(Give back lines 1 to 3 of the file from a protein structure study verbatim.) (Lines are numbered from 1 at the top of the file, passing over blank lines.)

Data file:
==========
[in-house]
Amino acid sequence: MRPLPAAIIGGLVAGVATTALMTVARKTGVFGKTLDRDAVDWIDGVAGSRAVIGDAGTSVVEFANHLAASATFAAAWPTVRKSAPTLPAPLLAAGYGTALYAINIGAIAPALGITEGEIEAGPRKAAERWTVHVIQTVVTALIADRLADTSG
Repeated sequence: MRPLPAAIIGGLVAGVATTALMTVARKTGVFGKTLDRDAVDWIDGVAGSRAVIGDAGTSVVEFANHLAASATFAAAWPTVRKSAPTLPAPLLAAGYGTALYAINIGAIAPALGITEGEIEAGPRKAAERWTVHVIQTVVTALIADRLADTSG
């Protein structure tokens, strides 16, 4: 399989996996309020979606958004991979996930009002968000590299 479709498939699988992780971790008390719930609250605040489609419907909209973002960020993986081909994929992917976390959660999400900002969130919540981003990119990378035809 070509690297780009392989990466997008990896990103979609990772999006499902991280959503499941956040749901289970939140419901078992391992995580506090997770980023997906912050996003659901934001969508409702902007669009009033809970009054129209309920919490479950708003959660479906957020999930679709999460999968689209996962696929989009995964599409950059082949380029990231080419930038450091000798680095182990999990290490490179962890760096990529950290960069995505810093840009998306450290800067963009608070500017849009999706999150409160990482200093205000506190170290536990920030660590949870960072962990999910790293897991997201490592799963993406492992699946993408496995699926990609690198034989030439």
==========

[in-house]
Amino acid sequence: MRPLPAAIIGGLVAGVATTALMTVARKTGVFGKTLDRDAVDWIDGVAGSRAVIGDAGTSVVEFANHLAASATFAAAWPTVRKSAPTLPAPLLAAGYGTALYAINIGAIAPALGITEGEIEAGPRKAAERWTVHVIQTVVTALIADRLADTSG
Repeated sequence: MRPLPAAIIGGLVAGVATTALMTVARKTGVFGKTLDRDAVDWIDGVAGSRAVIGDAGTSVVEFANHLAASATFAAAWPTVRKSAPTLPAPLLAAGYGTALYAINIGAIAPALGITEGEIEAGPRKAAERWTVHVIQTVVTALIADRLADTSG